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Court Rules Against Hedge Fund in Side Letter Case

March 4, 2009

Hartford, CT - A ruling against a hedge fund by the U.S. District Court for the District of Connecticut on February 18, 2009 highlights the potential problems with side letters which are increasingly used by hedge funds to satisfy the demands of large investors who want modifications to standard partnership agreements. As reported by the law firm Bingham McCutchen LLP in their Alert newsletter, in Umbach v. Carrington Investment Partners (US), LP the investor, Joseph Umbach, allegedly only agreed to invest in the fund after the GP verbally agreed to waive the one-year lock-up period. The parties then executed a side letter on May 27, 2005 confirming the verbal agreement. In July 2007, Umbach requested the redemption of his entire investment, as of September 30, 2007. On August 30, 2007, however, it is alleged that the GP proposed and obtained approval from a majority of the investors a new one-year lock-up period applicable to all investors, and at the same time rescinding any pending redemption requests. Umbach sued the fund and the GP for securities fraud, common law fraud, negligent representation, breach of fiduciary duty, breach of contract and a declaratory judgment in connection with the fund's refusal to permit him to withdraw his investment.

The court denied the fund's motion to dismiss the claims and found that the defendants may have made misstatements in failing to disclose that the fund could amend its partnership agreement to impose a new lock-up period which would restrict future withdrawals. The court also found that the side letter was ambiguous as to whether the waiver of the one-year lock-up meant only the lock-up period in the partnership agreement, or any future lock-ups that might be imposed by amendment.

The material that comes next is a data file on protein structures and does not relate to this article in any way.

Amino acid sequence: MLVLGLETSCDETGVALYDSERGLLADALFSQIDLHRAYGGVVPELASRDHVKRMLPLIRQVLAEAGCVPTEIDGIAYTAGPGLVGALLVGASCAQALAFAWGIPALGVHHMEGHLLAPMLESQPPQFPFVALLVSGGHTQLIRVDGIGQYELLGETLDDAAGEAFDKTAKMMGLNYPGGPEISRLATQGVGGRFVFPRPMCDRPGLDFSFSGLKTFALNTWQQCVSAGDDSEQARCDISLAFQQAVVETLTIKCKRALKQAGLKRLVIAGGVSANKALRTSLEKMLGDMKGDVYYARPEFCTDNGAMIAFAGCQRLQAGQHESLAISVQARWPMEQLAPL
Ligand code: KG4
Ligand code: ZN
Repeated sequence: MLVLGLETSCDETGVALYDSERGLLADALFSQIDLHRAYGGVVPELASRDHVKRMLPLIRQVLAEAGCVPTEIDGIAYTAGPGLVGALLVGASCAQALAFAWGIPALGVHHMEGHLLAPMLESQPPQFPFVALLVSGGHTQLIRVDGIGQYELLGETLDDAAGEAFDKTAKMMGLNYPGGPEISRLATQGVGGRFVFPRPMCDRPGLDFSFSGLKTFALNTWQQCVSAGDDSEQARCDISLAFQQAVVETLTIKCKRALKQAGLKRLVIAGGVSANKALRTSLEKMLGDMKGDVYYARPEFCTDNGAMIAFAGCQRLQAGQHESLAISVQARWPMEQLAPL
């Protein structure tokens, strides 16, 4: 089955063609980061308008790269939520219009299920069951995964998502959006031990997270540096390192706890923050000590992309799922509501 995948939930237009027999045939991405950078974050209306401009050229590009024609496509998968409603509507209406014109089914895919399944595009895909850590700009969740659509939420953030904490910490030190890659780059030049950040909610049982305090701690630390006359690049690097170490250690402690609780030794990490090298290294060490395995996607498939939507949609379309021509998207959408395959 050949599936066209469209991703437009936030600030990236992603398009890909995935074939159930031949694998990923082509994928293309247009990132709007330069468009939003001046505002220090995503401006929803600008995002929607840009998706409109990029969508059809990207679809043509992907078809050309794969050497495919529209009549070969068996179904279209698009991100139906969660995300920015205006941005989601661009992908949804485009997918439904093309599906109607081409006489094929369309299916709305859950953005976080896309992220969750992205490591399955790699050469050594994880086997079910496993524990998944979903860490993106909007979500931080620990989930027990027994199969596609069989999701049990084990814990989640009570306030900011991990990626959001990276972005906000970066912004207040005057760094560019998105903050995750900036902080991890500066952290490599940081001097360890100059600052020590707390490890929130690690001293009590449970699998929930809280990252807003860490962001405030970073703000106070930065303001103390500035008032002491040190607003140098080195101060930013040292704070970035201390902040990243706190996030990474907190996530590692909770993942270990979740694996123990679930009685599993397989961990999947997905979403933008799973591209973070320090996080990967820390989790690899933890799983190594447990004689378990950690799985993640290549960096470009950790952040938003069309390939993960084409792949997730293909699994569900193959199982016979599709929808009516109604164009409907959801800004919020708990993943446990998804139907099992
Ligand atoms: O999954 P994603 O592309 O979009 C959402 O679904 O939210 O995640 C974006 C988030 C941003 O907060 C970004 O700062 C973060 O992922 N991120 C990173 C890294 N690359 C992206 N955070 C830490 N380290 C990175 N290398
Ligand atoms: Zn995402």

In their analysis of the case, the Bingham attorneys found that while the decision is not binding on other courts, it suggests, "(a) a court may admit evidence of oral understandings to interpret the terms of an executed side letter where the investor alleges he or she was misled by the manager; (b) short-form side letters may give rise to claims for failure to disclose the continuing operation of the partnership agreement as it may impact the terms of the side letter; and (c) funds engaging in side letters with investors must take extraordinary care to clearly and unequivocally document the terms of the side agreement, including affirmative representations by the investor that there are no other terms of the agreement apart from those contained in the letter."

As a result of these and other claims involving side letters, E&O/D&O underwriters are now asking for information about client side letters for both new accounts and renewal of existing policies.

Hedge Fund Insurance, a division of Frenkel & Co., Inc., sells Errors & Omissions and Directors & Officers Insurance policies that provide coverage for defense costs and any judgment or settlement arising out of a claim alleging covered wrongful acts - as well as fraud protection for hedge funds and hedge fund investors. Call Mike Feinstein at (212) 488-0270 for more information on E&O/D&O and fraud protection.

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